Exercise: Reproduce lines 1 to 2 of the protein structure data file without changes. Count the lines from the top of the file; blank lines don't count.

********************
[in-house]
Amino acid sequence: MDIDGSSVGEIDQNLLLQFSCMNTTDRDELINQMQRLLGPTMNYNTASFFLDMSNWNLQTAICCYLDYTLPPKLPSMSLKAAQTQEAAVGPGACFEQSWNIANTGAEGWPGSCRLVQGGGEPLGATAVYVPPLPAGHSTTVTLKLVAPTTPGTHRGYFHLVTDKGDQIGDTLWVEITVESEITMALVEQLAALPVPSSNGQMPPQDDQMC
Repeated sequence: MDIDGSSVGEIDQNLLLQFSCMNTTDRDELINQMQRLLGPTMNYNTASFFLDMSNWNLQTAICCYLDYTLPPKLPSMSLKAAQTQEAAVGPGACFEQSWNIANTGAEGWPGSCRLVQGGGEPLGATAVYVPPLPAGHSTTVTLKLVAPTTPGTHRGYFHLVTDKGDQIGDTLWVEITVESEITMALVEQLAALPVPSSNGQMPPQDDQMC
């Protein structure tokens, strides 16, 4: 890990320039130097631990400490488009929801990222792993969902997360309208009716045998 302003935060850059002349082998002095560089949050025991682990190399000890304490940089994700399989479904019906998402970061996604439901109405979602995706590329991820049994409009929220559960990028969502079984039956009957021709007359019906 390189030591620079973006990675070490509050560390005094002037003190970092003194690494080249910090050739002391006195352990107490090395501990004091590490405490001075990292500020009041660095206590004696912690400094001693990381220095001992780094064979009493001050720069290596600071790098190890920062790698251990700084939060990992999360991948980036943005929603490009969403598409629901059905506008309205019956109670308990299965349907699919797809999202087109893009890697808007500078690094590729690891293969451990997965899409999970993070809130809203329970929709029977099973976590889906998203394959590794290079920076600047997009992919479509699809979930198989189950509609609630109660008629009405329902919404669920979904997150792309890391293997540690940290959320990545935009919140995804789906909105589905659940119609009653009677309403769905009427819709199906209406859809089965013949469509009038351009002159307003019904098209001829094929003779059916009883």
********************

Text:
[in-house]
Amino acid sequence: MDIDGSSVGEIDQNLLLQFSCMNTTDRDELINQMQRLLGPTMNYNTASFFLDMSNWNLQTAICCYLDYTLPPKLPSMSLKAAQTQEAAVGPGACFEQSWNIANTGAEGWPGSCRLVQGGGEPLGATAVYVPPLPAGHSTTVTLKLVAPTTPGTHRGYFHLVTDKGDQIGDTLWVEITVESEITMALVEQLAALPVPSSNGQMPPQDDQMC